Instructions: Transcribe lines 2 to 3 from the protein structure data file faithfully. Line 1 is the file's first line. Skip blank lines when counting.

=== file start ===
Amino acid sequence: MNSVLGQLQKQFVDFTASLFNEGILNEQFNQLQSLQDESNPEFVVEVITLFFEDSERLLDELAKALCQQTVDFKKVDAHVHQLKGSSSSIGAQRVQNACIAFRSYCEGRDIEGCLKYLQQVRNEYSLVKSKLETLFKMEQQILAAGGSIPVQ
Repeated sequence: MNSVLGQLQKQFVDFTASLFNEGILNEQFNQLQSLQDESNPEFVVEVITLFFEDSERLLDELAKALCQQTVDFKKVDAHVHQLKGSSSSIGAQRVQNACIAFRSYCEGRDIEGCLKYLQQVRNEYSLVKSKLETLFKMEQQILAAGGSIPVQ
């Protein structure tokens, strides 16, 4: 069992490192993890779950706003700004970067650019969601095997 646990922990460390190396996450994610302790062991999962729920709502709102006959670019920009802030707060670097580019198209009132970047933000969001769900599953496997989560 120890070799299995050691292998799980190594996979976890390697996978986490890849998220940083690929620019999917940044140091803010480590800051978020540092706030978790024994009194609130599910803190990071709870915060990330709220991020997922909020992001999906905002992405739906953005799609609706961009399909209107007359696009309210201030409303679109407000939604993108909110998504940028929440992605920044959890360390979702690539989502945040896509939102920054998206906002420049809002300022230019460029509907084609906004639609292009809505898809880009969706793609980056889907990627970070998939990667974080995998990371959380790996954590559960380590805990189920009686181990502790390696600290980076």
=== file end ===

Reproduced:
Repeated sequence: MNSVLGQLQKQFVDFTASLFNEGILNEQFNQLQSLQDESNPEFVVEVITLFFEDSERLLDELAKALCQQTVDFKKVDAHVHQLKGSSSSIGAQRVQNACIAFRSYCEGRDIEGCLKYLQQVRNEYSLVKSKLETLFKMEQQILAAGGSIPVQ
């Protein structure tokens, strides 16, 4: 069992490192993890779950706003700004970067650019969601095997 646990922990460390190396996450994610302790062991999962729920709502709102006959670019920009802030707060670097580019198209009132970047933000969001769900599953496997989560 120890070799299995050691292998799980190594996979976890390697996978986490890849998220940083690929620019999917940044140091803010480590800051978020540092706030978790024994009194609130599910803190990071709870915060990330709220991020997922909020992001999906905002992405739906953005799609609706961009399909209107007359696009309210201030409303679109407000939604993108909110998504940028929440992605920044959890360390979702690539989502945040896509939102920054998206906002420049809002300022230019460029509907084609906004639609292009809505898809880009969706793609980056889907990627970070998939990667974080995998990371959380790996954590559960380590805990189920009686181990502790390696600290980076």